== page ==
African Oystercatcher

Haematopus moquini 

The African Oystercatcher occurs only along the coastline of Namibia and South Africa (mainly the Cape Provinces and only sporadically into Kwazulu-Natal) where they frequent the intertidal zone on rocky and sandy beaches, estuaries, lagoons and coastal wetlands looking for molluscs (mostly mussels and limpets) and other aquatic invertebrates.

With an average weight of around 730g, females are slightly larger than males. Adults have a wingspan of about 80cm.

While non-breeding individuals can congregate in flocks of up to 200 birds, especially at roosts, breeding pairs of African Oystercatchers are territorial and monogamous and may stay together for as long as 25 years. They breed in spring and summer, with a peak over December and January, which makes them especially vulnerable to disturbance by holiday makers. Nests are located on rocky islands or beaches and is little more than a bare scrape above the high-water mark. Despite the meagre appearance of the nest the eggs are extremely well camouflaged. Both parents take turns to incubate the clutch of 1-3 eggs for between 4 and 5 weeks, with the chicks leaving the nest as soon as they are a day or so old. Chicks fledge when they are about 6 weeks old but can remain with their parents for up to 6 months.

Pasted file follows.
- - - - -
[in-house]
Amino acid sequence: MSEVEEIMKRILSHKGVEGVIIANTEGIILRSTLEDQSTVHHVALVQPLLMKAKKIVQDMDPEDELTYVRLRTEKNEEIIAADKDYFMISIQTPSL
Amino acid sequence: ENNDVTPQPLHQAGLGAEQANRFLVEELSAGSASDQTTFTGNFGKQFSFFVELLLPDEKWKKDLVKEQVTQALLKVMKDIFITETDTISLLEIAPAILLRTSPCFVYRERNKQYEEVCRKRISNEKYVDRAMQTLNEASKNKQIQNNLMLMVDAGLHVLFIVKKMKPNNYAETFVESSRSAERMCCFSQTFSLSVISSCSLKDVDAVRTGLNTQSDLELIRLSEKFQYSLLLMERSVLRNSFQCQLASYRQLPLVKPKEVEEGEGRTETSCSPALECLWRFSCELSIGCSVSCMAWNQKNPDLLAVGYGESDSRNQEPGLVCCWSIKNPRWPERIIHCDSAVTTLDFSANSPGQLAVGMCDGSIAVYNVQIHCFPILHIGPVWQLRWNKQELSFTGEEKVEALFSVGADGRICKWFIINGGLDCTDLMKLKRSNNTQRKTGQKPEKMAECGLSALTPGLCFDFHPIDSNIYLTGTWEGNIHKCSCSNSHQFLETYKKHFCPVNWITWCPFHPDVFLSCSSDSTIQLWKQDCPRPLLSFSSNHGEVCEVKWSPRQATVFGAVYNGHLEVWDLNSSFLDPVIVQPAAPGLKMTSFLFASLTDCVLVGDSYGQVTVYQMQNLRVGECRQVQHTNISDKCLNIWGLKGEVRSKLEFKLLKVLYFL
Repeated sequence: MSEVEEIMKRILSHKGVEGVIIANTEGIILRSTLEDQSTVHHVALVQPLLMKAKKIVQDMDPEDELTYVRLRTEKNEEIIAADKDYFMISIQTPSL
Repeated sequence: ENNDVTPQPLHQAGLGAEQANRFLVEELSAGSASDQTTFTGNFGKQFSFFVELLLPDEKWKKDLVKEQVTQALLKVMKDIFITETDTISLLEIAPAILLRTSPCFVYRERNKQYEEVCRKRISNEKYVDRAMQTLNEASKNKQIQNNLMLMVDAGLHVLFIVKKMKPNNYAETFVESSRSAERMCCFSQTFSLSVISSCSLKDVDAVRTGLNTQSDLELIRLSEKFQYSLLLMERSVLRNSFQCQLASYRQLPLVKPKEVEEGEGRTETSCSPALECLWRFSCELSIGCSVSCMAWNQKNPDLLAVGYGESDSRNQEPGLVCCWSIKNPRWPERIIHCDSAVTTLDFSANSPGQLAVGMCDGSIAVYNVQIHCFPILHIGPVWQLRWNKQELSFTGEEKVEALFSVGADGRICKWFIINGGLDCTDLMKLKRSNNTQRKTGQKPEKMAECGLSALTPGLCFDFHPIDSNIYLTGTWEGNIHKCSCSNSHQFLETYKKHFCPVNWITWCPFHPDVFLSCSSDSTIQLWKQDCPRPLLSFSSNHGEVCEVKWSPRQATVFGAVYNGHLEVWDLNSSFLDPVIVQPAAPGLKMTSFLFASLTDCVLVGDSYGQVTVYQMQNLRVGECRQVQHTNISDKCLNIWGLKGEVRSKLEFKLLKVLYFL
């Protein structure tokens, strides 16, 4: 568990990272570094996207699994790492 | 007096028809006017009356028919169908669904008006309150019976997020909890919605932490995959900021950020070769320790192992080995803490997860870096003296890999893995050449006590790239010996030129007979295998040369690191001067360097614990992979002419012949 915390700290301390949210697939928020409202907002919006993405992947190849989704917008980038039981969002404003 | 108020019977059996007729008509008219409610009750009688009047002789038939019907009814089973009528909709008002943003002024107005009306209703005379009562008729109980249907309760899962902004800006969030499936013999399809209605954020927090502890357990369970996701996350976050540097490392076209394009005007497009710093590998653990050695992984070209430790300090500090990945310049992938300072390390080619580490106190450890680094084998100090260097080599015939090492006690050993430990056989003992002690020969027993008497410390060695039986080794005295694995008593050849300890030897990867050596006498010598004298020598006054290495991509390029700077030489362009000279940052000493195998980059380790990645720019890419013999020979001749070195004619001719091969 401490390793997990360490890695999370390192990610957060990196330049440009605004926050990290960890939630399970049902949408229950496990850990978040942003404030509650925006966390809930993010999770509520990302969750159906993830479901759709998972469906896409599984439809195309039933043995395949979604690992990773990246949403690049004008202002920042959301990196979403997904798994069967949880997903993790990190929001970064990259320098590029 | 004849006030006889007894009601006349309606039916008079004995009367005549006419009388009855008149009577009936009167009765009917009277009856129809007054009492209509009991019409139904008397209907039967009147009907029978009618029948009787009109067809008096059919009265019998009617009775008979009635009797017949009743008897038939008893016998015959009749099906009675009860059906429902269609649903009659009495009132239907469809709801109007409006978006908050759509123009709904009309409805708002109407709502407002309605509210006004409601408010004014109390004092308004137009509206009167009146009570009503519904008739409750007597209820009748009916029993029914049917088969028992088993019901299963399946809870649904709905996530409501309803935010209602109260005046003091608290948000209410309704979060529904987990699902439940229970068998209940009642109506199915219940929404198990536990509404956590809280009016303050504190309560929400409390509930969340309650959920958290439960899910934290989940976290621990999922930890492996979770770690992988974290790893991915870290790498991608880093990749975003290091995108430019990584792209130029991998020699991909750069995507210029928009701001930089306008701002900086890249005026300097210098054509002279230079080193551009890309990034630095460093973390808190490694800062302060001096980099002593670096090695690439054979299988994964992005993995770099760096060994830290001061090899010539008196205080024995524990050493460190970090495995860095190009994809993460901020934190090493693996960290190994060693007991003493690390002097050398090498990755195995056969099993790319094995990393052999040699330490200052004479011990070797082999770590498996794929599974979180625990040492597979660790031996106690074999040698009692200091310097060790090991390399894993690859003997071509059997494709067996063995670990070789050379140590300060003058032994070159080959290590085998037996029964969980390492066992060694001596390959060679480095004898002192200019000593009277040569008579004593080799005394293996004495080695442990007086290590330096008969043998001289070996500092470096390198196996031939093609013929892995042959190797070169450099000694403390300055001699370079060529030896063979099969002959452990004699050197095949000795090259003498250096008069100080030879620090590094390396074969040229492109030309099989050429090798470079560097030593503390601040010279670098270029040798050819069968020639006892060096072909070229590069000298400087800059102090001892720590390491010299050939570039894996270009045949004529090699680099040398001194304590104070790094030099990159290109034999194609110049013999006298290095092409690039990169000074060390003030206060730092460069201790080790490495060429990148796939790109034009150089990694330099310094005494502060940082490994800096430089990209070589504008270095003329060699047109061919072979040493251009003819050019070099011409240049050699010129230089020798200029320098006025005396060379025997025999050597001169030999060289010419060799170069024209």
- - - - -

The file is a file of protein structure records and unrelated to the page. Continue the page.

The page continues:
Today, the IUCN considers the African Oystercatcher as being of least concern, with an increasing population size thanks to improved conservation measures (such as banning 4×4 driving on beaches). It is estimated that there is now around 6,700 of them, which is probably about double the number that existed in the 1970’s, and their conservation status could recently be upgraded from “near-threatened”. Birdlife South Africa has designated the African Oystercatcher as the 2018 Bird of the year – good places to see them is the Agulhas, Garden Route and Table Mountain National Parks.


28 thoughts on “African Oystercatcher

  1. Joanne Sisco

    Before I opened the post, I tried to guess what an oystercatcher’s bill would look like. Yup! I guessed right … exactly like the blade of an oyster knife!
    In spite of its austere black feathers, it is an interesting bird with its bright eyes, legs, and bill.

    Liked by 1 person

      1. kim blades, writer

        I haven’t been up the north coast for a long time. I’ll look out for them on my next trip up there. It’s normally the route I take on the drive up to Kruger Park, north up to Pongola then west towards Piet Retief, north to Ermelo, Barbeton, Kruger. Haven’t done that trip in a while!


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